While the UAE economy was never exactly in trouble, recent numbers from previous years have shown a slight slump in output and GDP.
Now, new data shows that the Gulf nation could be making a rebound.
Oil sector influence undeniable
A new report by Oxford Economics in partnership with the Institute of Chartered Accountants in England and Wales (ICAEW), titled Economic Insight: Middle East Q2 2018, has revealed that UAE’s GDP growth would bounce back to 2.6% in 2018 after a difficult year, when growth slowed to a seven-year low to 1.5% in 2017. The drop was primarily due to the low oil price environment, ongoing fiscal consolidation measures, regional economic slowdown and OPEC+ oil production cuts.
On the other hand, they attributed the rise to recovering oil prices, expansionary fiscal stance at the federal and emirate levels, a buoyant trade and tourism environment and a pick-up in investment ahead of Expo 2020 in Dubai.
“Despite the diversified nature of the UAE economy, the collapse of oil prices in the past couple of years still weighed negatively on overall economic activity,” the report explained. “The oil sector contracted by 1.6% last year according to our estimates, mainly because of the OPEC+ mandate that saw the UAE cut its oil production by 150k b/d from an average of 3.09m b/d in Q4 2016 to an average of 2.89m in Q4 2017, representing a drop of nearly 6.4%.”
A diversified economy is a healthy economy
UAE’s foresight to diversify its economy has paid off, as non-oil sectors remained strong through the previous years’ difficulties, growing 3%.
ICAEW expect a further pickup in growth to 3.7% in 2018, supported by improving business sentiments, a buoyant trade and tourism environment and higher public spending.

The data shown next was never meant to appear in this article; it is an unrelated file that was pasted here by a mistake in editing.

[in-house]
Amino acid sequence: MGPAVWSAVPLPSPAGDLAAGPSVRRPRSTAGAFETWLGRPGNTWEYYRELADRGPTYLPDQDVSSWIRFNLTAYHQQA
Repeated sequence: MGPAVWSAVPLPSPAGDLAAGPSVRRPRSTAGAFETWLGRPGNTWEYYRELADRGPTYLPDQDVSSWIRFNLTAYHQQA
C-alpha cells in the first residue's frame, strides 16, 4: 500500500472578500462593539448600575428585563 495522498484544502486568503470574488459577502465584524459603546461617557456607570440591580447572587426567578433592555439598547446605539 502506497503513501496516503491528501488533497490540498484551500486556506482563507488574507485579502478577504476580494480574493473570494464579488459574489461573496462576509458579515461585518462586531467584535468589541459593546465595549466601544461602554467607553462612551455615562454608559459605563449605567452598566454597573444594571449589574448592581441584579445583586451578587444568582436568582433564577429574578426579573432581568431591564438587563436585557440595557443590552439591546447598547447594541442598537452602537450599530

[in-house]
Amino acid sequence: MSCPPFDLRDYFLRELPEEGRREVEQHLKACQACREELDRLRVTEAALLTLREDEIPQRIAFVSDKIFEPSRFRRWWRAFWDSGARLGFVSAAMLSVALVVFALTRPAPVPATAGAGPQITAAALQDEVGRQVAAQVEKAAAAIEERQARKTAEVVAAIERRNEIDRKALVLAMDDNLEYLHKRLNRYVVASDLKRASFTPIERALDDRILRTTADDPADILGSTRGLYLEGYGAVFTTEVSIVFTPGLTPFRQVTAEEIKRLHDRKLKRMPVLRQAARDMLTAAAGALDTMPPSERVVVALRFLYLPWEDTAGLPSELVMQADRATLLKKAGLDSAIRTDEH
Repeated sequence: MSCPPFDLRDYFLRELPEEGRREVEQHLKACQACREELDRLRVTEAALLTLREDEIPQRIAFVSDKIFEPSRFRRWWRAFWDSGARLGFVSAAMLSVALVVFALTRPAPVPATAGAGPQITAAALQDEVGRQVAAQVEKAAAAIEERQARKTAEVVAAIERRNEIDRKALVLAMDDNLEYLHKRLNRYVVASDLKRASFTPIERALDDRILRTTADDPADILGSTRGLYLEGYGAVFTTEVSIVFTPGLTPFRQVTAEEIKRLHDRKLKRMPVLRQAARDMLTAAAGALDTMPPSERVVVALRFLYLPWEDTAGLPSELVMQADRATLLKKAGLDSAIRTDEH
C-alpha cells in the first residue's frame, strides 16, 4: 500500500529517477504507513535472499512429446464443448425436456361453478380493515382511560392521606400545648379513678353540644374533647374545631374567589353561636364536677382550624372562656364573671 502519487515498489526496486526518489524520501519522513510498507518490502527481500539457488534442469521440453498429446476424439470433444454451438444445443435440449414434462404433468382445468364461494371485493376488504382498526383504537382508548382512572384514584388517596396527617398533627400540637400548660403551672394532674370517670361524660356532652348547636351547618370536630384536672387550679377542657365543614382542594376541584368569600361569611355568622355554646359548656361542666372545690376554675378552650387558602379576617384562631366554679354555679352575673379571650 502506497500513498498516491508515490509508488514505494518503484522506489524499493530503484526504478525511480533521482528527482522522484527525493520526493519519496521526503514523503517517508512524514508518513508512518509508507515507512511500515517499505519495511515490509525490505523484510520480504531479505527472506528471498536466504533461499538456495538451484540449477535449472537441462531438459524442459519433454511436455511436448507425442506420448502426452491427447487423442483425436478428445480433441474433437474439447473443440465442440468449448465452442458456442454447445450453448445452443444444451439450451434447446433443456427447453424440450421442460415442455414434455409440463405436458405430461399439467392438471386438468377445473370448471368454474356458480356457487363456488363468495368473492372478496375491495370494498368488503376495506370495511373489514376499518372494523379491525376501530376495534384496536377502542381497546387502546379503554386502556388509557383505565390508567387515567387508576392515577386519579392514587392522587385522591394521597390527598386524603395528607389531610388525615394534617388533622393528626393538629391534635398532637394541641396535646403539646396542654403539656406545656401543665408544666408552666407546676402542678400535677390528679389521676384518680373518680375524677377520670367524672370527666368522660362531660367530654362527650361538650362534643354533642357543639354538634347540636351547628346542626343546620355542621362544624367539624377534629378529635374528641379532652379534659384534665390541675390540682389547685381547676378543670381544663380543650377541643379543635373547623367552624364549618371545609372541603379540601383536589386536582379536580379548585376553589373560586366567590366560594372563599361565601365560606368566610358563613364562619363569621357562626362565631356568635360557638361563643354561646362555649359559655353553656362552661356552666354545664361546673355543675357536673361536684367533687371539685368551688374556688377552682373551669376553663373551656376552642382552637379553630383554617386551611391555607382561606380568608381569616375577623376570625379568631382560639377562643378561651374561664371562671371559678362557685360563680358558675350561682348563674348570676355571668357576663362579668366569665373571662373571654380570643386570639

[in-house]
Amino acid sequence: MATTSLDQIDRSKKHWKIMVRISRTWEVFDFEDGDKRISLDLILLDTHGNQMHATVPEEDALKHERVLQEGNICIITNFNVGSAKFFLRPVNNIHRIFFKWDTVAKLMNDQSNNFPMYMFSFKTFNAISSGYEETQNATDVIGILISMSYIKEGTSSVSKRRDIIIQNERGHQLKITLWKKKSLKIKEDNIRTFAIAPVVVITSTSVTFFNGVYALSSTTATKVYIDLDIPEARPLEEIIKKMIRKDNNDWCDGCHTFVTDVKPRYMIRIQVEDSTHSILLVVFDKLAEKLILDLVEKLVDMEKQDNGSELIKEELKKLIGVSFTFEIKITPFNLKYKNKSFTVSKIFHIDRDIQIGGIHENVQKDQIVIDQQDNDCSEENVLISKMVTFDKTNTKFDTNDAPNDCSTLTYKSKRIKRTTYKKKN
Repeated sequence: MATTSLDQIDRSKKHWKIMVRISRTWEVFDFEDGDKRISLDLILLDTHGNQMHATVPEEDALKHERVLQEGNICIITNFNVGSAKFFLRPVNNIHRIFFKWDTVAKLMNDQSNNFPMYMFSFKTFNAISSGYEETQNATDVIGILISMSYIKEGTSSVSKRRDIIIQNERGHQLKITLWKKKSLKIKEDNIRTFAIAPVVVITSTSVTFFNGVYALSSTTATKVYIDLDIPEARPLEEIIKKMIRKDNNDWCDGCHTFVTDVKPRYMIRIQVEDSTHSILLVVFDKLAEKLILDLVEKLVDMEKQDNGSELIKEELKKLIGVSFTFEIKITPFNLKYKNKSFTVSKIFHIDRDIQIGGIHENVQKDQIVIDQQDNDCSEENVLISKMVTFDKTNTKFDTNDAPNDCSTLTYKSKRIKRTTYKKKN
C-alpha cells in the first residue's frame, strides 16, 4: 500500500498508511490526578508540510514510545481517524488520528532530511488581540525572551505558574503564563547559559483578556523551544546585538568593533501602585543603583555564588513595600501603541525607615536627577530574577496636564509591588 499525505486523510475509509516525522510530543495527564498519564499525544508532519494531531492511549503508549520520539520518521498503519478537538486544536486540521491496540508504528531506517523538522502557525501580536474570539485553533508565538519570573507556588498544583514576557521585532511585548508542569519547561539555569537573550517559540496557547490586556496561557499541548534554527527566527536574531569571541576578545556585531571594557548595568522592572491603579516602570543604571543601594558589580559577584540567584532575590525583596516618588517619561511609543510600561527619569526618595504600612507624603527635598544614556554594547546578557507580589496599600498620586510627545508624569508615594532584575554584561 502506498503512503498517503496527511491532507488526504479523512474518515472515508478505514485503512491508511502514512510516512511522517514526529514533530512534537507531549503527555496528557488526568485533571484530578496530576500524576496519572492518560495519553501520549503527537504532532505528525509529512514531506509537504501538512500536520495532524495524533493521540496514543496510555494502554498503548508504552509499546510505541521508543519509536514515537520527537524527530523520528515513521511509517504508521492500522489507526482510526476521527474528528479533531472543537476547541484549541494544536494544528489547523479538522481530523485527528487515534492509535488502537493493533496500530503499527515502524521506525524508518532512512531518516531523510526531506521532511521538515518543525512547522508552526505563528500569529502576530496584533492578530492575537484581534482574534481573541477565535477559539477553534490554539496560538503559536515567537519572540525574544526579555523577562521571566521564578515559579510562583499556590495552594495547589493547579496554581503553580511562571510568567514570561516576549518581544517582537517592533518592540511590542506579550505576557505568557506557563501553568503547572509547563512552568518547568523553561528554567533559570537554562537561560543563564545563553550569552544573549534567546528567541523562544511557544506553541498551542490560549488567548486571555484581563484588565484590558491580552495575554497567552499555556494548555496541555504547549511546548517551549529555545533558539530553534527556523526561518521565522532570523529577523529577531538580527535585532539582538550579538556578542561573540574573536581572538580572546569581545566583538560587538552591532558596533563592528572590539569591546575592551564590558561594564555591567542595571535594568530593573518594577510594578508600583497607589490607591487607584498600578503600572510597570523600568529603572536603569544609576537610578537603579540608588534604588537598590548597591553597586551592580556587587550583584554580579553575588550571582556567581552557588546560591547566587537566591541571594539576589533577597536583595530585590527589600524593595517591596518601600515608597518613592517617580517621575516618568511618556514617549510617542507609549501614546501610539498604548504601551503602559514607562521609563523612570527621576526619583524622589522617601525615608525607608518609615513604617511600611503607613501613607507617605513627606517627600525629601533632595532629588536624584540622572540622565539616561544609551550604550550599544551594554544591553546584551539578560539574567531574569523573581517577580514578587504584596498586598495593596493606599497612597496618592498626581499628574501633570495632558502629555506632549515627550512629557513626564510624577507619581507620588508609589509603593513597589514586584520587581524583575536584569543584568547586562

The tourism industry has proven itself a pillar of UAE’s economy once more, as Dubai airport passenger traffic was up 5.5% year on year in 2017 and hotel occupancy averaged over 86% in the first two months of this year. This positive trend is likely to continue in 2018, reinforcing the brighter outlook for the tourism industry in the UAE.
Additionally, the UAE federal government is expected to increase spending by 5.6% year on year, while Dubai, which traditionally accounts for 25-30% of UAE’s GDP, will lift spending by 20% in preparation for Expo 2020, with the allocation for infrastructure alone leaping by 46.5%.
The UAE continues to be the top destination in MENA for inward FDI, attracting US$11 bn in 2017. Sheikh Mohammad Bin Rashid Al Maktoum, Vice-President and Prime Minister of the UAE and Ruler of Dubai recently announced key changes to the country’s residency programme, including foreign investors in the country to be offered a 10-year residency visa, as well as 100% business ownership. This move aims to boost FDI by up to 15%.
Following the implementation of 5% VAT at the start of the year, inflation is expected to rise to 4% in 2018. This has hurt spending in the months following the new law, but data by the banking group Emirates NBD reveals that spending will recover in the long run, as customers acclimatize to the new taxation.
The real estate sector similarly took a hit due to subdued demand, higher supply of housing and a soft job market. However, the forecasted economic recovery, as well as rising oil prices, will eventually give a boost to sales figures.
The Middle East makes a comeback as well
“Middle East economies will see pick up in GDP growth this year and in 2019 but this doesn’t mean we should let complacency set in. With growing global trade tensions, geopolitical risks and rising interest rates, economic reforms are more necessary than ever in order to ensure stronger, sustainable and inclusive growth,” Mohamed Bardastani, ICAEW Economic Advisor and Senior Economist for Middle East at Oxford Economics, said.